Hyperalgesia, anxiety, and decreased hypoxic neuroprotection in mice lacking the adenosine A<inf>1</inf> receptor

Björn Johansson, Linda Halldner, Thomas V. Dunwiddie, Susan A. Masino, Wolfgang Poelchen, Lydia Giménez-Llort, Rosa M. Escorihuela, Alberto Fernández-Teruel, Zsuzsanna Wiesenfeld-Hallin, Xiao Jun Xu, Anna Hårdemark, Christer Betsholtz, Eric Herlenius, Bertil B. Fredholm

Research output: Contribution to journalArticleResearchpeer-review

433 Citations (Scopus)


Caffeine is believed to act by blocking adenosine A1 and A2A receptors (A1R, A2AR), indicating that some A1 receptors are tonically activated. We generated mice with a targeted disruption of the second coding exon of the A1R (A1R-/-). These animals bred and gained weight normally and had a normal heart rate, blood pressure, and body temperature. In most behavioral tests they were similar to A1R+/+ mice, but A1R-/- mice showed signs of increased anxiety. Electrophysiological recordings from hippocampal slices revealed that both adenosine-mediated inhibition and theophylline-mediated augmentation of excitatory glutamatergic neurotransmission were abolished in A1R-/- mice. In A1R+/- mice the potency of adenosine was halved, as was the number of A1R. In A1R-/- mice, the analgesic effect of intrathecal adenosine was lost, and thermal hyperalgesia was observed, but the analgesic effect of morphine was intact. The decrease in neuronal activity upon hypoxia was reduced both in hippocampal slices and in brainstem, and functional recovery after hypoxia was attenuated. Thus A1Rs do not play an essential role during development, and although they significantly influence synaptic activity, they play a nonessential role in normal physiology. However, under pathophysiological conditions, including noxious stimulation and oxygen deficiency, they are important.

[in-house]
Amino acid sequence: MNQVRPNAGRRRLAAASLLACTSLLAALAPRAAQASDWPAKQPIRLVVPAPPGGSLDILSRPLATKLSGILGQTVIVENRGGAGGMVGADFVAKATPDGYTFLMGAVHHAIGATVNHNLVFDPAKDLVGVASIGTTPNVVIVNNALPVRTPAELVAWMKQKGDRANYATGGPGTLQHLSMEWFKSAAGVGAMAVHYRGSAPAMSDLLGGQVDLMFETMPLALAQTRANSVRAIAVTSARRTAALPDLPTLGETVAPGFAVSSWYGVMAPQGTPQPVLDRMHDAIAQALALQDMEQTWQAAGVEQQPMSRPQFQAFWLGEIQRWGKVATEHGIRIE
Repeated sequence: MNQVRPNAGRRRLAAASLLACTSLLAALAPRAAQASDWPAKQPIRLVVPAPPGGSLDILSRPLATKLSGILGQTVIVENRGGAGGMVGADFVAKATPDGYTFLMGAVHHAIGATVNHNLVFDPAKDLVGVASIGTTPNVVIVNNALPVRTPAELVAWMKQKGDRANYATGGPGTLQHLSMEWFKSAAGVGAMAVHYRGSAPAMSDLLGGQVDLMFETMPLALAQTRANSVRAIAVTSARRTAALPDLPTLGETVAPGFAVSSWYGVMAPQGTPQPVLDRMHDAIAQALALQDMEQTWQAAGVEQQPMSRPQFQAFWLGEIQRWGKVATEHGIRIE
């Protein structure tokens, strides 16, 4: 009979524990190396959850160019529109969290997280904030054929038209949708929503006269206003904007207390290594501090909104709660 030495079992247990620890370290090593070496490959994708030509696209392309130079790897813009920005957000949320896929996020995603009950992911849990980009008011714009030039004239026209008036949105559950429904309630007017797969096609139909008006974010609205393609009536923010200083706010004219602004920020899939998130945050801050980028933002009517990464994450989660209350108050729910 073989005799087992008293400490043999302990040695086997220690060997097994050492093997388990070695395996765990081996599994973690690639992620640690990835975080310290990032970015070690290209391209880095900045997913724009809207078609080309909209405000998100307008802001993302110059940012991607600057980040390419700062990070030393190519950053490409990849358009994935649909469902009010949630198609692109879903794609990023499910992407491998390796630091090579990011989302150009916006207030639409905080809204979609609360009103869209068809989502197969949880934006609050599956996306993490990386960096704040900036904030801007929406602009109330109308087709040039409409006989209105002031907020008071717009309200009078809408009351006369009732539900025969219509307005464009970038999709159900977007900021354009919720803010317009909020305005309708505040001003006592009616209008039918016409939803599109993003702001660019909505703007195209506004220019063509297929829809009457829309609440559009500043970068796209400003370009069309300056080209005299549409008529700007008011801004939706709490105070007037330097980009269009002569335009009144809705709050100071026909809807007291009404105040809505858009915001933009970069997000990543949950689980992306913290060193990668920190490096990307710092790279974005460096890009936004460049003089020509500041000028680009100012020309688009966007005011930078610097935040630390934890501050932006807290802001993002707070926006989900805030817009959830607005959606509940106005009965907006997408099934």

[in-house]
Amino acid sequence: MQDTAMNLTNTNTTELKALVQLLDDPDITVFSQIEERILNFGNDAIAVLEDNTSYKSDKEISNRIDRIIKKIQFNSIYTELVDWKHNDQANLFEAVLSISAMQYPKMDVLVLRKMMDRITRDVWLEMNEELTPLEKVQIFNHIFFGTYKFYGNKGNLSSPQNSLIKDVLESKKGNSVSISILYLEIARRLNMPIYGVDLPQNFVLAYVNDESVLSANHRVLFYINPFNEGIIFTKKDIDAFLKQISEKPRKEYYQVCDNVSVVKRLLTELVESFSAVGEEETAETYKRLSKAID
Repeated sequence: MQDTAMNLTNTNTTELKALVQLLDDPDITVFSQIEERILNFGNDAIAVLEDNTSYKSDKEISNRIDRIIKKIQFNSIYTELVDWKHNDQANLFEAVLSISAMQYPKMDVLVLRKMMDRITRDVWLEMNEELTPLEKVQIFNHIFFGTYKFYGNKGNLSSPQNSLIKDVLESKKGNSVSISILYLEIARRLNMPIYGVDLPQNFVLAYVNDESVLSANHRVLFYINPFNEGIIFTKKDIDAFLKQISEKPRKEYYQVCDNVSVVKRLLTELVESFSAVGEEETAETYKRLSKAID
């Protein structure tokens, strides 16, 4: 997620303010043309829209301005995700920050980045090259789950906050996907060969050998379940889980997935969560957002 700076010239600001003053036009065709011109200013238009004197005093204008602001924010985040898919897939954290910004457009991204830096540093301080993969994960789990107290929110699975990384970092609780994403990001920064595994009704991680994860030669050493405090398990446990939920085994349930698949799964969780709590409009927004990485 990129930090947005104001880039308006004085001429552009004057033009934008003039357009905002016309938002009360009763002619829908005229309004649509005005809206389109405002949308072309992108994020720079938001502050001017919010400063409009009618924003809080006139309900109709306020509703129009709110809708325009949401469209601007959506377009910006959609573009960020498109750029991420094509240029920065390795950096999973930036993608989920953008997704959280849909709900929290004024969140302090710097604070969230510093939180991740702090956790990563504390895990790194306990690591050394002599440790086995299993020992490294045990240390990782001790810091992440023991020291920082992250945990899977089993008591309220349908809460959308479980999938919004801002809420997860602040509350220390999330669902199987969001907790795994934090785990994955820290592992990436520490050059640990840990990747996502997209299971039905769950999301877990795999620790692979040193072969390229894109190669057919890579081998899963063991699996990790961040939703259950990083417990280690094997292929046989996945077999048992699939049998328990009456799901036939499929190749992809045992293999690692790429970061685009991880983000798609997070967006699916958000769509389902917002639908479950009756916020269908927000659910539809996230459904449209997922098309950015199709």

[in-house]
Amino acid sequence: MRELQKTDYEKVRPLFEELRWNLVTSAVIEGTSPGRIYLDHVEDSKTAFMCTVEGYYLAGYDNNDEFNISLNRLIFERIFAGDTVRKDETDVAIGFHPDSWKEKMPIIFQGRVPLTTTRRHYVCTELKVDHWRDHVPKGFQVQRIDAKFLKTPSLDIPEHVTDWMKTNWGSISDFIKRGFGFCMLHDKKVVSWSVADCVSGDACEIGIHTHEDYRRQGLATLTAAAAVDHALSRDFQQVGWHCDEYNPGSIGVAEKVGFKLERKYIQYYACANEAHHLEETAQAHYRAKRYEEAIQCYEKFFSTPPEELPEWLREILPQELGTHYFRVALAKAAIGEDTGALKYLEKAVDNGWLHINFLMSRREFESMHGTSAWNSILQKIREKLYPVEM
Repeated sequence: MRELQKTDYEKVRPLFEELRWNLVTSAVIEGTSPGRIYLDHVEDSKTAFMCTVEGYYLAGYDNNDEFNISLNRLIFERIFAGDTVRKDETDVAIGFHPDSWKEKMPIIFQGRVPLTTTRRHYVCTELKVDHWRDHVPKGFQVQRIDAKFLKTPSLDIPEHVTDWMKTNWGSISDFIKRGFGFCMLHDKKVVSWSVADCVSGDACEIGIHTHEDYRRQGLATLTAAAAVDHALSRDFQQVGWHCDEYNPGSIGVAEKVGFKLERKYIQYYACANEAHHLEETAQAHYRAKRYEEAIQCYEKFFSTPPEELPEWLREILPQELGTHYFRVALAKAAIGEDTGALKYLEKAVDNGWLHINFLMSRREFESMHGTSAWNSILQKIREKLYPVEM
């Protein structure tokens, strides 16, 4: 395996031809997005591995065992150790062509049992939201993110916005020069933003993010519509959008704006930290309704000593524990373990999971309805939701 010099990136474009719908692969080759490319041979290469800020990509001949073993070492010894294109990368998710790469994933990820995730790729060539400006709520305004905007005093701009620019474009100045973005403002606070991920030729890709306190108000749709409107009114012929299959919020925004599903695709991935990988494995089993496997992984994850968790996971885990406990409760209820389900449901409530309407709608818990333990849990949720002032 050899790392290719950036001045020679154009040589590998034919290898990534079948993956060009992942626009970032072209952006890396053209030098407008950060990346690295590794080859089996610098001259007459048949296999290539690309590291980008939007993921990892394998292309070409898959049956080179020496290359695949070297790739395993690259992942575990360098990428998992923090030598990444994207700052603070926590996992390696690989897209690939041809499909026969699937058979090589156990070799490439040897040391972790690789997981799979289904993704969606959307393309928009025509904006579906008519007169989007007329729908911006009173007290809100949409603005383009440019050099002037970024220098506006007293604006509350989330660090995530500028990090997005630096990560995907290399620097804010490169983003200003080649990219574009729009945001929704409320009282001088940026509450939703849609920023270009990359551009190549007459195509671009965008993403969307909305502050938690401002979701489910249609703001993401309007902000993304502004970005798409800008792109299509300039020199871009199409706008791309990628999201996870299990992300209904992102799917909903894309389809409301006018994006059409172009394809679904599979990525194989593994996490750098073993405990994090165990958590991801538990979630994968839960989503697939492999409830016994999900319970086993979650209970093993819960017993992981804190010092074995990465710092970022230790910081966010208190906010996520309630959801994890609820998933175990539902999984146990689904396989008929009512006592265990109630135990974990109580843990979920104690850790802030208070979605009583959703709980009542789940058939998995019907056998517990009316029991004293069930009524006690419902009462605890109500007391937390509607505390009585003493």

Original languageEnglish
Pages (from-to)9407-9412
JournalProceedings of the National Academy of Sciences of the United States of America
Publication statusPublished - 31 Jul 2001


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